Making the decision to pursue a divorce can be challenging on so many levels including its effect on one’s most important asset—self-esteem. In I Want ME Back!, author John E. Long, Jr. offers a philosophical approach to divorcing with dignity and the significance of recovering self-worth during the divorce.
Long, who has served more than 5,000 divorcing clients during his fifty-one years of practice, discusses why self-esteem is the root of all marital dissatisfaction and divorce and why it’s imperative to recover self-worth and dignity. He also discusses divorce law and lawyers, how to know when it’s time to seek a divorce, physical divorce, emotional divorce, and the impact on children. Sharing real-life stories, this guide offers a roadmap for the journey through a divorce.
Part memoir, part how-to divorce, part self-help, and part autobiographical, I Want ME Back! presents the clinical and the humanistic tools to not only survive a divorce but regain self-esteem, restore dignity, and get the best net worth settlement.
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I Want Me Back!
There's Sunshine Ahead
By John E. Long Jr.
Balboa PressCopyright © 2017 John E. Long, Jr.
All rights reserved.
One of the most common statements I hear from clients is "I want me back." Isn't that what you really want back too?
It's hard to think that you have a shot at getting yourself back. You feel like such a failure. You've already lost many important things, including your self-respect, self-confidence, and security. You don't know what lies ahead for you – and it's terrifying. You might be facing the possibility of losing your house, your money, and even your dignity if the divorce gets nasty.
You feel like the least likely person on earth to make a comeback. You are the underdog. Welcome to the club.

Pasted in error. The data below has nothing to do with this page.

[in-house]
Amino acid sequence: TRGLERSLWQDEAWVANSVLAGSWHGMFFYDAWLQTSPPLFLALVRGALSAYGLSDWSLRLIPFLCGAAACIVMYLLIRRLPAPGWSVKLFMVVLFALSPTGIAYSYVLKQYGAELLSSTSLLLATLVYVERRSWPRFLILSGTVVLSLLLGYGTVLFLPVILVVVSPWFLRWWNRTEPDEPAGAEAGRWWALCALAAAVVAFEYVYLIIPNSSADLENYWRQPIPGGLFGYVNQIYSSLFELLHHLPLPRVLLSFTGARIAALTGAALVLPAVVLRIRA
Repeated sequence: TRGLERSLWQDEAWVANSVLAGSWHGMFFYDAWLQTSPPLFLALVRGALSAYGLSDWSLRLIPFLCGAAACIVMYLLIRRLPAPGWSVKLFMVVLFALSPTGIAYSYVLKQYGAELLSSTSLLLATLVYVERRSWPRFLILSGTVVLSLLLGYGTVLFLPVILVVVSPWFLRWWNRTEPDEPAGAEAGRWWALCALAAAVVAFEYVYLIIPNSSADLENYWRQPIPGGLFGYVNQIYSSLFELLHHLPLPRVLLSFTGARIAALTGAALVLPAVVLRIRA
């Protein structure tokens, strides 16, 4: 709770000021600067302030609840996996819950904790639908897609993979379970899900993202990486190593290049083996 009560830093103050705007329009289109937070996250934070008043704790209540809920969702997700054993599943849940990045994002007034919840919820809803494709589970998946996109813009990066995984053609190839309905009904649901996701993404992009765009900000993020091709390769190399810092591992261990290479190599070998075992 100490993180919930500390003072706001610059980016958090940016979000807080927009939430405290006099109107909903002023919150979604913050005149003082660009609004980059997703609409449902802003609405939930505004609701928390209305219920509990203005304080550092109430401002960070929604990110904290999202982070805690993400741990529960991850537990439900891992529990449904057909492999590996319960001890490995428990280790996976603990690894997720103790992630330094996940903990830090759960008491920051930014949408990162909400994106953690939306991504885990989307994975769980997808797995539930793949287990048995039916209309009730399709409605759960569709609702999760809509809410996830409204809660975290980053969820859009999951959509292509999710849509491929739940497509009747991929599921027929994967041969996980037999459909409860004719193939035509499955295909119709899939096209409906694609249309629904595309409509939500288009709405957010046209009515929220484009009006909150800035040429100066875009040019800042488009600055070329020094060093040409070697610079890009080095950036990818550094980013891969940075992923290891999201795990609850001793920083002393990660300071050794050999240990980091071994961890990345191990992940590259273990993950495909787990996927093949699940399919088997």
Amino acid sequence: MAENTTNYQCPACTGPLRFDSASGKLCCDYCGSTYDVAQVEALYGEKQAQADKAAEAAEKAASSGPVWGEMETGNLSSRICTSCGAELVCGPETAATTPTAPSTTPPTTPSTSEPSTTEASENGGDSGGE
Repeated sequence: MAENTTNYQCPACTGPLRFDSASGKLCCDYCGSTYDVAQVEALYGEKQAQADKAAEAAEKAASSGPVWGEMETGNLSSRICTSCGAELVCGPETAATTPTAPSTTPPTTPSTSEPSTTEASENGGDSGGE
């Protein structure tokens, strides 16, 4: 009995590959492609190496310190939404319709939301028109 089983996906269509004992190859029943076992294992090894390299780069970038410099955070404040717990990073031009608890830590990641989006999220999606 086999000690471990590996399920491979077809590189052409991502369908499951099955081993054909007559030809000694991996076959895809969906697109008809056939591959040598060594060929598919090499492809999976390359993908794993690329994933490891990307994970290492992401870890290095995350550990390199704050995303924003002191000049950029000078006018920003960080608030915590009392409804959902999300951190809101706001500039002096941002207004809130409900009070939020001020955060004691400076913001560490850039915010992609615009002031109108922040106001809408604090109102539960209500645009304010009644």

When you are the underdog because of divorce and damaged self-esteem, you feel like no one champions you. You are undervalued, an unlikely victor. Underdogs don't win or lose because of how others perceive them, or value them. They win because their opinion of their ability to succeed comes from within. They refuse to give up on themselves.
At the beginning of the divorce process, you are already so low, so defeated. And the anxiety about who will get what in the settlement can be overwhelming. You don't want to "fail" in that respect either. But if you only adhere to the clinical approach of divorce, the nuts and bolts of property distribution, parenting plans, etc., and ignore the psychological issues of divorce, you will fail again.
The best movies have it all, tragedy and triumph, heartbreak and love. They all share the common elements of suffering and overcoming. When faced with dramatic obstacles and loss, the adversity thrusts the protagonist into what's known as the "character arc". The arc accelerates maturity and growth, but only when the choice to fight for victory is made. The best movie heroes and memorable characters aren't the ones who let the sword lie – but rather, in their weakest hour, bend down and grab hold, facing the unknown with courage and commitment. They fight for their redemption.